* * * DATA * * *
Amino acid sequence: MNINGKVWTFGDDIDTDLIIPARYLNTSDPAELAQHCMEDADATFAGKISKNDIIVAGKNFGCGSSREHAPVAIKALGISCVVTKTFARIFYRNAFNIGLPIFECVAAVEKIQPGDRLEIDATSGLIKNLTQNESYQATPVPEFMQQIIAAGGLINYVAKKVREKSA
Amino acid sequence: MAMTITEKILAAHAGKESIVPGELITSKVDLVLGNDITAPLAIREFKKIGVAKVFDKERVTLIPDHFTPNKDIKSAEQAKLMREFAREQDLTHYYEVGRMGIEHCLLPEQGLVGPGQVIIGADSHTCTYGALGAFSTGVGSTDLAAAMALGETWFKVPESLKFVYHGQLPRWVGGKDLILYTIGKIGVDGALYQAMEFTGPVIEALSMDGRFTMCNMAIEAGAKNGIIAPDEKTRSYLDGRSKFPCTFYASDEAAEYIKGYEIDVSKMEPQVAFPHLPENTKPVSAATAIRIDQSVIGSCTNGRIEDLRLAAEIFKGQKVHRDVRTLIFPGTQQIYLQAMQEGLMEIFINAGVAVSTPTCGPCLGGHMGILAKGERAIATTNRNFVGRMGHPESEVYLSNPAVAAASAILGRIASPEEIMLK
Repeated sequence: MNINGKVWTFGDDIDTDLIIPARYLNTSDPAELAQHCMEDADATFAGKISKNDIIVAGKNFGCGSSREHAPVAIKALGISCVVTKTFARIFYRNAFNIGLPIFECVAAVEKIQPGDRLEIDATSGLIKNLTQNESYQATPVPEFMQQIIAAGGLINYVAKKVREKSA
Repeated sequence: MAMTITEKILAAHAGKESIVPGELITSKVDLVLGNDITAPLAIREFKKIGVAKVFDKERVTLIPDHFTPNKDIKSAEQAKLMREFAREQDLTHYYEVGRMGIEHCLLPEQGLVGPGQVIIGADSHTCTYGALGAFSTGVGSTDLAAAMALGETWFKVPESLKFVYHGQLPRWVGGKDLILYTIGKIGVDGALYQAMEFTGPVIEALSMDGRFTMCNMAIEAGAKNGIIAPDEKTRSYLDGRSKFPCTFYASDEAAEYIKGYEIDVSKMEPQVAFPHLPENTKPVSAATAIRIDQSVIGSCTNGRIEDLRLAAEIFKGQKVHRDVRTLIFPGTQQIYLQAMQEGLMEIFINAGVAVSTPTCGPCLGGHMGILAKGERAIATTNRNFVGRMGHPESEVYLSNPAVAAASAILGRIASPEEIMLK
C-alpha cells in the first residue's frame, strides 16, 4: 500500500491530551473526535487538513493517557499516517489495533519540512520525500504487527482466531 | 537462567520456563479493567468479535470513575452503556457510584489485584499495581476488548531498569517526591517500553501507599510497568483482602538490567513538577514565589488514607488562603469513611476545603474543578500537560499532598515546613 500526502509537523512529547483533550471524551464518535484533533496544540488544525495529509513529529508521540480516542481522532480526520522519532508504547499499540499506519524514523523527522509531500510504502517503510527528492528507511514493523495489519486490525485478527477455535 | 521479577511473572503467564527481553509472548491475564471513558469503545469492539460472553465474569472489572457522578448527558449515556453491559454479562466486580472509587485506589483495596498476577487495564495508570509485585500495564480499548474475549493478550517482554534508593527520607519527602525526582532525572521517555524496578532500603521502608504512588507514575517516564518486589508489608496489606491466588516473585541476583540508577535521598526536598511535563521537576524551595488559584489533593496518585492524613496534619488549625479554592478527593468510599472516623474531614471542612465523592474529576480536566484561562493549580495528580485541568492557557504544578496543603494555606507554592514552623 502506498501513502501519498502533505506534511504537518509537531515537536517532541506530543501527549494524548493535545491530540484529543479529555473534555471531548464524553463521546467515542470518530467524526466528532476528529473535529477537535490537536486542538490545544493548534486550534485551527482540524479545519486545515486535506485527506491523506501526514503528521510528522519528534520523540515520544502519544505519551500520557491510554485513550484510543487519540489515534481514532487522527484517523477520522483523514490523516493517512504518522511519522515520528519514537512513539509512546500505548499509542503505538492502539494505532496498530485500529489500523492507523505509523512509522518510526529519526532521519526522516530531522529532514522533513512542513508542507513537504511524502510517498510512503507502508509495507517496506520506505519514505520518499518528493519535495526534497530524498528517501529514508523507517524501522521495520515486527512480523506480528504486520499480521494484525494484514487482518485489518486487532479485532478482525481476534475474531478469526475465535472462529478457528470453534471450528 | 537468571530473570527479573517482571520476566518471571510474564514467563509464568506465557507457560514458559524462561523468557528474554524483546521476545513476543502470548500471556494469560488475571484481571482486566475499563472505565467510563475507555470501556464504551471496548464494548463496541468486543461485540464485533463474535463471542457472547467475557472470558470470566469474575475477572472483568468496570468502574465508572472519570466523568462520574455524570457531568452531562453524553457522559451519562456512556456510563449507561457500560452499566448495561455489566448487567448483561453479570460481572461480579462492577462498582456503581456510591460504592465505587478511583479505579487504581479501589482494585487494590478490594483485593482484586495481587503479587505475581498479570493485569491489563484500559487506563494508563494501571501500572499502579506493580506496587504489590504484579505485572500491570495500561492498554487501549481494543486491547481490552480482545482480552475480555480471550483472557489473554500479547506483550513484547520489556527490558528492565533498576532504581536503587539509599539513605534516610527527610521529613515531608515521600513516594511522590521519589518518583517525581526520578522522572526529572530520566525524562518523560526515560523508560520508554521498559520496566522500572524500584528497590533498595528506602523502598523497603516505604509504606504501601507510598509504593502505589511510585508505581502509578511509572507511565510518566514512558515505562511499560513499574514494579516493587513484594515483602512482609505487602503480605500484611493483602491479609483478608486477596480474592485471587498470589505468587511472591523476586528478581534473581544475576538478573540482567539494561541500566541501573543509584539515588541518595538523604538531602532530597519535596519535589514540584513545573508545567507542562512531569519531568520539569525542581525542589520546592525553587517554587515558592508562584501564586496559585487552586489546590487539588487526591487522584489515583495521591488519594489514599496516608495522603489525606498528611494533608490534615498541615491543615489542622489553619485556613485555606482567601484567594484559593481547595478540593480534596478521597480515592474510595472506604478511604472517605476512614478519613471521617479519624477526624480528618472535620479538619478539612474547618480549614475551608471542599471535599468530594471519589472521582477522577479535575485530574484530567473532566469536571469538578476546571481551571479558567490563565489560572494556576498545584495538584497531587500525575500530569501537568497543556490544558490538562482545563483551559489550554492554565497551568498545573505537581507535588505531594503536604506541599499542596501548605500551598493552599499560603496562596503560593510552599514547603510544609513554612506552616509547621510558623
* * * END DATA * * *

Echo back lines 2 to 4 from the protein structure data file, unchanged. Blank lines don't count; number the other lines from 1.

Amino acid sequence: MAMTITEKILAAHAGKESIVPGELITSKVDLVLGNDITAPLAIREFKKIGVAKVFDKERVTLIPDHFTPNKDIKSAEQAKLMREFAREQDLTHYYEVGRMGIEHCLLPEQGLVGPGQVIIGADSHTCTYGALGAFSTGVGSTDLAAAMALGETWFKVPESLKFVYHGQLPRWVGGKDLILYTIGKIGVDGALYQAMEFTGPVIEALSMDGRFTMCNMAIEAGAKNGIIAPDEKTRSYLDGRSKFPCTFYASDEAAEYIKGYEIDVSKMEPQVAFPHLPENTKPVSAATAIRIDQSVIGSCTNGRIEDLRLAAEIFKGQKVHRDVRTLIFPGTQQIYLQAMQEGLMEIFINAGVAVSTPTCGPCLGGHMGILAKGERAIATTNRNFVGRMGHPESEVYLSNPAVAAASAILGRIASPEEIMLK
Repeated sequence: MNINGKVWTFGDDIDTDLIIPARYLNTSDPAELAQHCMEDADATFAGKISKNDIIVAGKNFGCGSSREHAPVAIKALGISCVVTKTFARIFYRNAFNIGLPIFECVAAVEKIQPGDRLEIDATSGLIKNLTQNESYQATPVPEFMQQIIAAGGLINYVAKKVREKSA
Repeated sequence: MAMTITEKILAAHAGKESIVPGELITSKVDLVLGNDITAPLAIREFKKIGVAKVFDKERVTLIPDHFTPNKDIKSAEQAKLMREFAREQDLTHYYEVGRMGIEHCLLPEQGLVGPGQVIIGADSHTCTYGALGAFSTGVGSTDLAAAMALGETWFKVPESLKFVYHGQLPRWVGGKDLILYTIGKIGVDGALYQAMEFTGPVIEALSMDGRFTMCNMAIEAGAKNGIIAPDEKTRSYLDGRSKFPCTFYASDEAAEYIKGYEIDVSKMEPQVAFPHLPENTKPVSAATAIRIDQSVIGSCTNGRIEDLRLAAEIFKGQKVHRDVRTLIFPGTQQIYLQAMQEGLMEIFINAGVAVSTPTCGPCLGGHMGILAKGERAIATTNRNFVGRMGHPESEVYLSNPAVAAASAILGRIASPEEIMLK